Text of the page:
Constant Proportions in the Ocean: A Constructivist approach to teaching seawater compostion
Andrew C. Muller, United States Naval Academy, Annapolis, MD
Concepts in ocean chemistry, such as chemical composition and salinity definitions can often be confusing and difficult to master for non-science majors in large introductory oceanography courses. In these large section classes where the number of students typically exceeds 80, instructors often tend to lecture rather than giving the students the opportunity to analyze real data.
This workshop will present a ‘hands on” approach to teaching Marcet's principle, better known as the principle of constant proportions using real data. In this exercise, participants will examine the major ion's contributions to the total salinity from several locations. From this data, students will be able to discover the ratio of these major ions, general salinity patterns in the ocean, how the term chlorinity came about to define salinity, and where Marcet's principle is not applicable.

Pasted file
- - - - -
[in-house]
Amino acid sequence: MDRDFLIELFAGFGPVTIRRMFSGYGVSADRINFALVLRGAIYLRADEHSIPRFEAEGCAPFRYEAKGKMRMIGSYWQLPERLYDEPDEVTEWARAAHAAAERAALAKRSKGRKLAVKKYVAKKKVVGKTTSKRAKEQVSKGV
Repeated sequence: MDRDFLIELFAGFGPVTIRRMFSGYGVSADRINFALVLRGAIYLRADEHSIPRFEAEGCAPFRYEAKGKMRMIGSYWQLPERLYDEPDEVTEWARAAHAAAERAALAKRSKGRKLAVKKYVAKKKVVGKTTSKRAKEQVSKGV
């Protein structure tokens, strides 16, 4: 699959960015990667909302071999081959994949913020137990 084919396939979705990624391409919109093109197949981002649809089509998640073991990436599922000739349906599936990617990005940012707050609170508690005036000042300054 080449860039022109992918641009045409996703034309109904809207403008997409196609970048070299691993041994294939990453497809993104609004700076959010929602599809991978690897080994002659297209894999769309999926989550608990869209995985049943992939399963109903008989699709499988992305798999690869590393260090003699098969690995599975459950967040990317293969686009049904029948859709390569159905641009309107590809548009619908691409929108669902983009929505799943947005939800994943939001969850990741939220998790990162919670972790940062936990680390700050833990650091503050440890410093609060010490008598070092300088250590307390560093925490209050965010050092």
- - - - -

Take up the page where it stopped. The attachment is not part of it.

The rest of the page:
Mastery of these concepts using real data leads to a deeper understanding of ionic residence time and steady state of the oceans.
Poster Session 1, Educational Initiatives Poster Session
Sunday, 20 January 2008, 5:30 PM-7:00 PM, Exhibit Hall B
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